Friday, July 31, 2009

Project Challenge: Audi "Rubix"

In this project challenge I'm going to cover my experience working on a commercial for Audi. At the time of writing this the commercial was not released and I do not have a link to it. Hopefully I'll get a link sometime soon after its release. You have to see it to appreciate it I think.

In this commercial we were asked to do every raytracers worst nightmare. Create a photo-real 9x9x9 glass rubix cube full of car parts in a photo-real CG environment. Then animate the cube rotating around and assembling the car as it spins until the car is completely built. For anyone keeping score...A 9x9x9 grid of boxes means that we had 729 cubes, each with at least one object inside it and most of them having several objects. Each individual cube had realistically modeled sides made of glass, which means we were seeing through a minimum of 36 panes and even more if viewing from an angle. So...729 cubes, made of 6 objects each. At least 3 times as many part objects. That put us at 26,244 nodes, just for the geometry of the cube and parts. Once you throw in the nodes for the environment and cube rig I can't even come up with that number...but these were some HUGE files to work in. Probably the most complex I've ever worked with.

When the project began I was one of the first modelers/lighters to start on it. There was a lot of uncertainty about what the environment should be like. It needed to not distract from the cubes, but also look good in its own right. Myself and two other lighters modeled up rough environments with temp glass cubes in it every day for a week or two. All similar but also quite different. As things progressed the environments that kept getting the most response were the very simple plain white rooms. In the beginning these all had white artificial lighting and no natural light sources. We went this direction for a long time, but when you put a glass cube in an evenly lit white room it disappears. We needed to have contrast in the scene in order for the glass to look like glass. I was pulled off of the environment for a week or so while the client, director and supervisors all worked out what they thought the environment should be. I was put on the task of creating the cubes and their glass shaders. At first I went with a totally realistic approach. I modeled all the sides of the glass cubes and stuck them up against each other. I put a realistic glass shader on them and hit render. Now I've never seen an actual 9x9x9 glass rubix cube before so I was a little suprised at first to find that the center of the cube was very dark. It was like the light just couldn't penetrate into the glass. I made the glass totally transparent and fresnel reflection at 100%, but it still had the same problem. The only way to make the center of the glass not get dark was to reduce the IOR for reflections and refractions. So I started breaking reality and it was starting to look better. After I had something kinda working I started adding a slight bump map near the edges of the cubes because I noticed in my glass reference on my desk that towards the corners the glass was warped a bit when the pieces were fused together. As soon as I did this it became aparent that with as many refractions as we needed you couldn't see through the cube again. Parts just became invisible inside all the crazy refractions. Not only that, but the rendertime suffered an almost 200% increase.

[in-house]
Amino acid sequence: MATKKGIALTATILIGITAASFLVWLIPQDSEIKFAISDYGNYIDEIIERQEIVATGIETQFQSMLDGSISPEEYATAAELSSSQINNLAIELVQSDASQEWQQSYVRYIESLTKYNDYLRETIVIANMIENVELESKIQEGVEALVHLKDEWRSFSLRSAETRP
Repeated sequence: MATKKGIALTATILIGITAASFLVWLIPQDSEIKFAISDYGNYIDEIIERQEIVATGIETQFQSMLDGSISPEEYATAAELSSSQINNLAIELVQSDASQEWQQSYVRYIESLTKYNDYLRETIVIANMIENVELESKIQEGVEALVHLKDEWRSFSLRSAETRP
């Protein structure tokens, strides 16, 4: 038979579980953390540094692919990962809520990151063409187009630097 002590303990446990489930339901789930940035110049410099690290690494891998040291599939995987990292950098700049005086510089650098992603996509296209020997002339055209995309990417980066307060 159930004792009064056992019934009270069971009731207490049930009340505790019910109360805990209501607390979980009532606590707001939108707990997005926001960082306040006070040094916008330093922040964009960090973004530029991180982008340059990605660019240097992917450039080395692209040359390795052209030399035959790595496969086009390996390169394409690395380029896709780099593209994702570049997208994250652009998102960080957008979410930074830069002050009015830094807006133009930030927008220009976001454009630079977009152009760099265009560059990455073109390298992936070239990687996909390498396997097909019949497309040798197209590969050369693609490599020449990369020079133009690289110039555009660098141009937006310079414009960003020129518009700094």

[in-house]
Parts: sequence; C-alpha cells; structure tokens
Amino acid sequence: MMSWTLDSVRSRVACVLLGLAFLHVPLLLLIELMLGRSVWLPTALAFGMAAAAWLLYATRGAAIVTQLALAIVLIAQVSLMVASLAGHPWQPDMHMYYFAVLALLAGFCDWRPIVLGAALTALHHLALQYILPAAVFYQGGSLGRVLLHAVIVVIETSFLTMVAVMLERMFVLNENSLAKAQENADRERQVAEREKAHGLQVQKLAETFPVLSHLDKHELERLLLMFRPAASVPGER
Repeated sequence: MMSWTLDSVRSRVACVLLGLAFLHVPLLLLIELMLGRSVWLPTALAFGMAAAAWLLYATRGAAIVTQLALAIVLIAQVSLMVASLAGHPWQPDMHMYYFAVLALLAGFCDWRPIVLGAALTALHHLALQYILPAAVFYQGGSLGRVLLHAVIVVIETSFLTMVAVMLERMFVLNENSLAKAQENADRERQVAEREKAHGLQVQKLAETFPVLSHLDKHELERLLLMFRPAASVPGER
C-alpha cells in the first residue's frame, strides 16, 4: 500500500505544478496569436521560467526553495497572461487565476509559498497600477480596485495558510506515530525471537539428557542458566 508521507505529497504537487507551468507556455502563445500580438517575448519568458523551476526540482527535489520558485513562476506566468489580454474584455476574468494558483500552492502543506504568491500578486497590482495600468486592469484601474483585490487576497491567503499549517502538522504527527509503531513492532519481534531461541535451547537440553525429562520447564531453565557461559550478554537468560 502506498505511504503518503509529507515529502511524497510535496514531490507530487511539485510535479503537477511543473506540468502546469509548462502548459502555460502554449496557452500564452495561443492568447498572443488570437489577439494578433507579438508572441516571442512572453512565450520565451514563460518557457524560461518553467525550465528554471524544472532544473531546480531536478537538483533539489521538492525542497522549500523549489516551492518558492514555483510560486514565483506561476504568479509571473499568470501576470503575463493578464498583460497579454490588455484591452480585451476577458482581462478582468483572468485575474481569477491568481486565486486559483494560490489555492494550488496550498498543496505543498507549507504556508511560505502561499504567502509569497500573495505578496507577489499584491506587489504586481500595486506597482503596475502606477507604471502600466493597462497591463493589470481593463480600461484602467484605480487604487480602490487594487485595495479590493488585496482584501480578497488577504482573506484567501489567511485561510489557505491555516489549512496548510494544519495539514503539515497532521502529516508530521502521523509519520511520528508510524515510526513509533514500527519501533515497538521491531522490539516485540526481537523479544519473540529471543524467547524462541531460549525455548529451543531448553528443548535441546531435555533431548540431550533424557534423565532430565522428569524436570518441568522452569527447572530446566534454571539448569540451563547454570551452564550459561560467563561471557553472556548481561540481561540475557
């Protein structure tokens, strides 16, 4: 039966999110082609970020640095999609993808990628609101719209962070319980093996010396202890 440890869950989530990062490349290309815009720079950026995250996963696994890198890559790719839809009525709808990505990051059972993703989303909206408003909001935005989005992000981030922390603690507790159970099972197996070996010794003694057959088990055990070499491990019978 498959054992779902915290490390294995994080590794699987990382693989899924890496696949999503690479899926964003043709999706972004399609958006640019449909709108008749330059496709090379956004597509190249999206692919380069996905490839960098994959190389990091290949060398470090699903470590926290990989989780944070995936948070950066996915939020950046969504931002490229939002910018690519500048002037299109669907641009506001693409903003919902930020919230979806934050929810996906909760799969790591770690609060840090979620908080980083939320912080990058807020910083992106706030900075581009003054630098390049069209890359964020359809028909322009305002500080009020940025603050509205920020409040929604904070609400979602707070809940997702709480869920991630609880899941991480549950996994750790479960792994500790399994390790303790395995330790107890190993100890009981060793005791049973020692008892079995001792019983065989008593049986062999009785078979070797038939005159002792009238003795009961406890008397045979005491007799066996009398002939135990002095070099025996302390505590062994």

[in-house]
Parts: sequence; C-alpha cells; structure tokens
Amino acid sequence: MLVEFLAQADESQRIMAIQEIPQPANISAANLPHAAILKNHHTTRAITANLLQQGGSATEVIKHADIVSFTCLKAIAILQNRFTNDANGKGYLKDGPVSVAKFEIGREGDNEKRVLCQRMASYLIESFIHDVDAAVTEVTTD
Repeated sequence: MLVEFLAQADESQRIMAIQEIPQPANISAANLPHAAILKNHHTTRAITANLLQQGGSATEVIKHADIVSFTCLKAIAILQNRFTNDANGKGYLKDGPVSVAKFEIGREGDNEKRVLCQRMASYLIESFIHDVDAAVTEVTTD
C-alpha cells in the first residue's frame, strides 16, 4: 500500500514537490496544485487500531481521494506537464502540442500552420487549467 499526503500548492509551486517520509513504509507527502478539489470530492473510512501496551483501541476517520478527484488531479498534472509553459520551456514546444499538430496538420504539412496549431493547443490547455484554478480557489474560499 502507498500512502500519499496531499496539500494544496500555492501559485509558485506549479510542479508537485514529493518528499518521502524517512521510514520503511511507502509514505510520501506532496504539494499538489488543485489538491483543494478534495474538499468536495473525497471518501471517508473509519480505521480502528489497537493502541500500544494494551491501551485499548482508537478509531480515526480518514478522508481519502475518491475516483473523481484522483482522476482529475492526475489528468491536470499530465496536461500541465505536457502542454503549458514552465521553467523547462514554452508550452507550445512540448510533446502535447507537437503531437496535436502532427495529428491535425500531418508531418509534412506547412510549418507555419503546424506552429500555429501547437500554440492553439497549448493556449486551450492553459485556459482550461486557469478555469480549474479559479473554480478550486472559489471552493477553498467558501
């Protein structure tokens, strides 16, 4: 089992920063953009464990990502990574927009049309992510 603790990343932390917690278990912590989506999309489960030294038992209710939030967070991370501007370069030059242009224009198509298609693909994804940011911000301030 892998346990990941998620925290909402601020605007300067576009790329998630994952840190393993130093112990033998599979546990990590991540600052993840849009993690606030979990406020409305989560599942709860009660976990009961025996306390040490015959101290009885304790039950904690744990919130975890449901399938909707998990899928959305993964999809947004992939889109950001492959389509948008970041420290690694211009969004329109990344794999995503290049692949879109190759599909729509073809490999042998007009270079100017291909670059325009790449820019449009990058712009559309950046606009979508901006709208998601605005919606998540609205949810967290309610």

Eventually the environment was sorted out again and because I have architecture experience I was taken off the cube glass set up and put back on environments. Another artist took over the glass set up and came up with some nice looking results that totally broke reality, but that didn't matter because it looked good. I worked on variation after variation on the environment nearly right up until it delivered. At one point we finally decided that there wasn't going to be a good way to make the artificial lighting look good. We ripped open some holes in the ceiling and I was told to light the thing naturally. I think that was the best decision we made on the job, it really changed the look of the project and finally it was working.

In the meantime the other lighter who took over the cubes was getting creative with ways to reduce the rendertimes and still get great results. He came up with a great solution, but unfortunatly it was very complex. It was still faster than just waiting for frames though. His solution was to render the parts all by themselves without any glass in the scene. We did this three times. Once with an HDR generated from the actual 3d environment I built. A second time with an HDR of a studio lighting setup, and finally a third that only had a big area light above the parts. Our compositors would blend these three passes together over the environment background render until the parts looked cool. Then they would render an un-premultiplied pass of the parts back out for the lighters. The lighters took that pass into our cubes scenes and projection mapped it from the shot camera back onto the parts. Then we deleted all lighting from the scene. Only the glass cubes and projection mapped parts. This was rendered with the HDR of the CG environment for reflections and refractions. We still needed the ability to render mattes for the compositors, so we had to make scenes that had everything black except the parts which were 100% illuminated white. We also did an extra pass which was just the connecting edges of the glass cubes. This pass was used to tint only the fused faces of the glass cubes to have a greenish hue.

Thursday, July 2, 2009

Project Challenge: Fight Club

I recently had the pleasure...wait...was it a pleasure? After I fully recover and get some sleep I'll look back on this and consider it to have been a pleasure to work on ;)

At any rate. DD recently finished a very cool project for the Blu-Ray released of the movie "Fight Club." We were hired to create some graphics for the dvd menu screen. This project was FULL of challenges. Our goal was to re-create the scene from the film where Ed Nortons character is walking through his empty apartment while one by one pieces of furniture fade into the scene while text pops up over some of the items making it look like items from a catalog. However, in our version we planned to extend that shot into a full 360 degree panorama with half of the room being his apartment from the film and the other half being the gross dirty kitchen from the house on paper street. This also had to be a totally seamless 360 that would loop repeatedly. So as we came back around to the end of the shot we needed to make the rooms blend back together and start empty again. Did I mention that this all needed to be done from start to finish in less than two weeks?